Attack on Saudi Arabian facilities causes oil price to spike

AdobeStock 330740958Tensions have flared in Yemen between the Houthi rebels and the Saudi-led coalition

On 7 March Houthi rebels launched an attack, targeting one of the petroleum tank farms at Ras Tanura port, near the city of Dammam and Saudi Aramco facilities in Dhahran. While the group also claimed they had targeted other sites at Asir and Jazan with drones and ballistic missiles, Saudi Arabian authorities have only confirmed the attack at Ras Tanura and the Dharan facilities which, in a statement released on the Saudi Press Agency, they “strongly denounced and condemned.” It follows claims from the Houthi movement on 4 March that it had fired a missiles at an Aramco petroleum products distribution plant in Jeddah, hitting a storage tank, which has not been confirmed by Saudi Aramco or the Saudi Arabian authorities.

A spokesman from the Ministry of Energy reported there were no casualties or property loss from either attack, however shrapnel from a ballistic missile fell near Saudi Aramco’s residential area in the city of Dharan, where thousands of the company’s employees and their families live.

Despite minimal damage reported, the attack has still caused disruption in the oil and gas market with Brent crude, the international standard, rising to US$70.47 per barrel (the highest in over a year) and Benchmark U.S crude oil rising 1.7% to US$67.19 per barrel.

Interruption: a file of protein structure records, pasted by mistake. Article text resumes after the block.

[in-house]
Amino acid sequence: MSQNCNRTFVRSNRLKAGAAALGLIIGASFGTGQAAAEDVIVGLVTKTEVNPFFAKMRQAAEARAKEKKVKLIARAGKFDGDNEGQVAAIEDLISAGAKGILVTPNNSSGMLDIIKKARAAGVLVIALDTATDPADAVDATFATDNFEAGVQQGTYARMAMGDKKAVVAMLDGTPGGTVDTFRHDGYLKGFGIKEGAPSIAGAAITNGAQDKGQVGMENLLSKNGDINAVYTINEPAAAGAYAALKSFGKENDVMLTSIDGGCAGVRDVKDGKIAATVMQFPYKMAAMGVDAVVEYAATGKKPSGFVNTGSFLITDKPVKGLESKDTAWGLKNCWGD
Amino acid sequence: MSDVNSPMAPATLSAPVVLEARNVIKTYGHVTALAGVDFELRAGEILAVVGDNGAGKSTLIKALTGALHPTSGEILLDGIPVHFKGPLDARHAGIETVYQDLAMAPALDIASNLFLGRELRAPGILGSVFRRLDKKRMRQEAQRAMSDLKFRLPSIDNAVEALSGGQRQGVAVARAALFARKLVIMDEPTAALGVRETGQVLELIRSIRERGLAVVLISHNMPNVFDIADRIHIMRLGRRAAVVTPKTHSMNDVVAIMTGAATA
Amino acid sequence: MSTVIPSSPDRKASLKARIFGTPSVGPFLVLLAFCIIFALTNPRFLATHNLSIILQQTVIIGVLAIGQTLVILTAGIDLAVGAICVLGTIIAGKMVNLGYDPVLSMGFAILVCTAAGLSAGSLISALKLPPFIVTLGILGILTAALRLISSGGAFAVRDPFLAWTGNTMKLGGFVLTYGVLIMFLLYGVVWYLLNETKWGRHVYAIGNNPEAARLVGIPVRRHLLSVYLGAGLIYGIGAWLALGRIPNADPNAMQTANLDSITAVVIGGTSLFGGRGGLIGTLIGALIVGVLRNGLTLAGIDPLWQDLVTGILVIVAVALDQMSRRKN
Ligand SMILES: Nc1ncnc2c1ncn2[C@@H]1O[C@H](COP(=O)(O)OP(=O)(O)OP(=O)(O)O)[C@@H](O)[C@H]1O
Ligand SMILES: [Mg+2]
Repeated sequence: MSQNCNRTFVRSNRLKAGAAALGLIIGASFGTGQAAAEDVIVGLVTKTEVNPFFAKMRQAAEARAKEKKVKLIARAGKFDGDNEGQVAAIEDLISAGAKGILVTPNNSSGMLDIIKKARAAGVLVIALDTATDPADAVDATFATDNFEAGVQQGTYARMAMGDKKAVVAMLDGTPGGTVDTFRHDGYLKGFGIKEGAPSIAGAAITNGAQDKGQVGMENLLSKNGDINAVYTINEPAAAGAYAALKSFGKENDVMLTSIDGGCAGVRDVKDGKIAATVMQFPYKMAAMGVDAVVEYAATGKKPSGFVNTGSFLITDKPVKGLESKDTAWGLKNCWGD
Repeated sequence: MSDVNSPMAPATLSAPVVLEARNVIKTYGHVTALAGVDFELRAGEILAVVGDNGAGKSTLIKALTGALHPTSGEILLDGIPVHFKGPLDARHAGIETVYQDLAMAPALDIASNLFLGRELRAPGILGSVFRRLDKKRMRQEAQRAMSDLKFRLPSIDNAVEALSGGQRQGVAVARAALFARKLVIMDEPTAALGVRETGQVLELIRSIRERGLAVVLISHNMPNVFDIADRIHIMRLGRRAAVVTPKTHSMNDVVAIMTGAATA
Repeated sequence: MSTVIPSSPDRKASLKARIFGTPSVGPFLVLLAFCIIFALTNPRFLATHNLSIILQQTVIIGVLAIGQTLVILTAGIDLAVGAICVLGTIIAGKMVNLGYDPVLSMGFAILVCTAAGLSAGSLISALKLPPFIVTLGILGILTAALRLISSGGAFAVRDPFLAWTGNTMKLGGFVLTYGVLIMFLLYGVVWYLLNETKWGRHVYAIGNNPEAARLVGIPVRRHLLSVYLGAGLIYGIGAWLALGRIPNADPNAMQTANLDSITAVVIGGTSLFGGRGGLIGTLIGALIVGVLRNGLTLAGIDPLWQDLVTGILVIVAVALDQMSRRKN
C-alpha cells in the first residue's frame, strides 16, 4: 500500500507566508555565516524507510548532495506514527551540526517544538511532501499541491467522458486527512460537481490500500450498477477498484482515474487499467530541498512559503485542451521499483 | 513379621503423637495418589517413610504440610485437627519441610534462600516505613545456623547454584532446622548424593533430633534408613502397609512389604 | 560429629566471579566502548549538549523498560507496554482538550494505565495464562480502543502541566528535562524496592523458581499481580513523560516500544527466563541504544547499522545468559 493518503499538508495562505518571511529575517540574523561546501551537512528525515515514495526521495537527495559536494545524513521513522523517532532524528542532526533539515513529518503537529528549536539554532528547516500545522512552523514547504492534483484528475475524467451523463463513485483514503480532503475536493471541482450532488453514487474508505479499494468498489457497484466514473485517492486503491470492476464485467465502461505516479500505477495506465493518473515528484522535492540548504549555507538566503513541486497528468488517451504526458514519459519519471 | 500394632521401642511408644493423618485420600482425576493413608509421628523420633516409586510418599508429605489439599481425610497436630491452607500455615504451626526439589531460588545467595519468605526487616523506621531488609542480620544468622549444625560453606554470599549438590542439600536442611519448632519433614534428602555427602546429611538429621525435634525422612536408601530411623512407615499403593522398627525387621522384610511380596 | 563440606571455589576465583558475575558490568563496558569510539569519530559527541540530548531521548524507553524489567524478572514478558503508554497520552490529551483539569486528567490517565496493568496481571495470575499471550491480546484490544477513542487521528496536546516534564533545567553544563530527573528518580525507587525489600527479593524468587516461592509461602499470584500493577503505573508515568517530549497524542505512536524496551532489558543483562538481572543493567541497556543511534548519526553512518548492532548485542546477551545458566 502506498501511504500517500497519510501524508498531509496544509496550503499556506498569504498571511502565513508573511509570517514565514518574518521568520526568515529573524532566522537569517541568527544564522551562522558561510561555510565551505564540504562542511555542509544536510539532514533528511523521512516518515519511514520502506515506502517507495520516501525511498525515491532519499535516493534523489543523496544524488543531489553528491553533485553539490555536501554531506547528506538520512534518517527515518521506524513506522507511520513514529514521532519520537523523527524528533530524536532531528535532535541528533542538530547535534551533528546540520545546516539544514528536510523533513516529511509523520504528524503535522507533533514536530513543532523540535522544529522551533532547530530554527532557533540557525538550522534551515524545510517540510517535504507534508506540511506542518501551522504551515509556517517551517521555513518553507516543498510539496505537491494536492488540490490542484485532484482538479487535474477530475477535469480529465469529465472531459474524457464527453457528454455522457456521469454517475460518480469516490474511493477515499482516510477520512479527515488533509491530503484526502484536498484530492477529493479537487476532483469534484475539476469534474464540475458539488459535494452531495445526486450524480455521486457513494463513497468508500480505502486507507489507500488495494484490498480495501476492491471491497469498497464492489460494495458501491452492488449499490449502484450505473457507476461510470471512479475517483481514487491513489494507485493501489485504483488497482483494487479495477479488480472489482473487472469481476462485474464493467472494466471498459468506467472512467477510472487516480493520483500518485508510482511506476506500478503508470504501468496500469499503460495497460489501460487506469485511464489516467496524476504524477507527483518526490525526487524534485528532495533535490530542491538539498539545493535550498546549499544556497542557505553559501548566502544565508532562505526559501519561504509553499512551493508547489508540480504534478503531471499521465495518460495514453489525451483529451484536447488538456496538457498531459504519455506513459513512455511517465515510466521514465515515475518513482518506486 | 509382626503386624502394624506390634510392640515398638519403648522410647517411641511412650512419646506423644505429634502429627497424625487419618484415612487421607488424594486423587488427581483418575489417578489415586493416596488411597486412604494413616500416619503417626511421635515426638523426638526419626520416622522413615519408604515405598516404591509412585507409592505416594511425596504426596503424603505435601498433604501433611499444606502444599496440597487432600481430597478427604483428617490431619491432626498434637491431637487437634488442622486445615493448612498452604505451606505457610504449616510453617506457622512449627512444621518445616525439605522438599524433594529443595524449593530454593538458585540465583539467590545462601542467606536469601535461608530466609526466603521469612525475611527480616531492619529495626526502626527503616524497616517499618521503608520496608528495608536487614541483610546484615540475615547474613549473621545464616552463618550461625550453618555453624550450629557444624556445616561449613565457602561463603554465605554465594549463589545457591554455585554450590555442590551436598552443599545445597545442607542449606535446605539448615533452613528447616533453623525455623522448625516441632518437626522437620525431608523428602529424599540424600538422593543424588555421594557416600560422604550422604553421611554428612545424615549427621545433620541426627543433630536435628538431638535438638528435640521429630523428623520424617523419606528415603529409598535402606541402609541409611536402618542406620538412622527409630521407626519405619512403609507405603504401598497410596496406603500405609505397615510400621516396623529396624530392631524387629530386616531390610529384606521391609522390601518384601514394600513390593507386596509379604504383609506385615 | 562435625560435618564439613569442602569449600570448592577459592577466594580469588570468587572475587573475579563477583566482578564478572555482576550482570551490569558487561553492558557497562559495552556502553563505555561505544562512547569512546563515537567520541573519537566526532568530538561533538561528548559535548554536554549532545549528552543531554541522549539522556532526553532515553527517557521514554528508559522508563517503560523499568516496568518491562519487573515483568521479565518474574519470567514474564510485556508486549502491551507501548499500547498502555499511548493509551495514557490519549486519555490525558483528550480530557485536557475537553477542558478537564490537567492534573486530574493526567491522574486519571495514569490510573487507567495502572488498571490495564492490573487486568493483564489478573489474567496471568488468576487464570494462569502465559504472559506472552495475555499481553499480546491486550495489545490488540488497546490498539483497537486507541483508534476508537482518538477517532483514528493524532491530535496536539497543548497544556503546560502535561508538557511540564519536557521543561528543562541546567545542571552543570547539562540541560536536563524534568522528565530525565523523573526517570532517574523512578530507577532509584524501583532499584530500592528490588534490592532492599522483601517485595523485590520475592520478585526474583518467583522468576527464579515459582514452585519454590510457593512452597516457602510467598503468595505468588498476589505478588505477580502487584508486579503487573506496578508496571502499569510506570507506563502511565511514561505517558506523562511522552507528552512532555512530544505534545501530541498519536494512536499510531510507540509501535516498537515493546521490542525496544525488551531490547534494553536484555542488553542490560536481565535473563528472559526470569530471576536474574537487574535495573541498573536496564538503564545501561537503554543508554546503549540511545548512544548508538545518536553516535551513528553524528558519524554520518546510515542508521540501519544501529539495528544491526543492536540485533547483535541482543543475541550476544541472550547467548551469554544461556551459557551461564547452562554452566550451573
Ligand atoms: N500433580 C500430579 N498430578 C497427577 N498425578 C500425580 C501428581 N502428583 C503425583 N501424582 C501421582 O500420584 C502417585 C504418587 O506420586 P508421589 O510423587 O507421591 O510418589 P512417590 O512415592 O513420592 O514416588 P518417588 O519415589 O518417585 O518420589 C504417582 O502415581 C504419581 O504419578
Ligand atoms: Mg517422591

While pointing at the news from the Middle East as one of the reasons for this, Rystad Energy have also suggested that the US Senate’s decision to pass the US$1.9trn stimulus bill and growing faith that more spending will soon be pouring into the market have also driven this rise in price. The US demand for oil is one of the largest in the world and as the country moves out from lockdowns and industrial and social life picks up with the introduction of the stimulus bill this will drive the demand for oil as well. 

Additionally, Rystad Energy also pointed at the agreement by OPEC+ to roll over the existing production cuts as a driver for the price fever staying high. This decision to hold back more oil production will force a tight oil market with stock draws potentially accelerating towards 1.3mnbpd in April and 2.5mnbpd is supply restraint continues into May.

After settling at a crippling US$40 per barrel during the pandemic, rising above the US$70 threshold is a milestone making the road to recovery appear more tangible. While the market is used to fluctuations around oil price and optimism is firmly on the cautious side, Wood Mackenzie has projected that oil prices will trade in the US$70-US$75 range in April with global demand increasing as vaccines are distributed and lockdowns are lifted across the globe, a hopeful sign that normality is starting to return.

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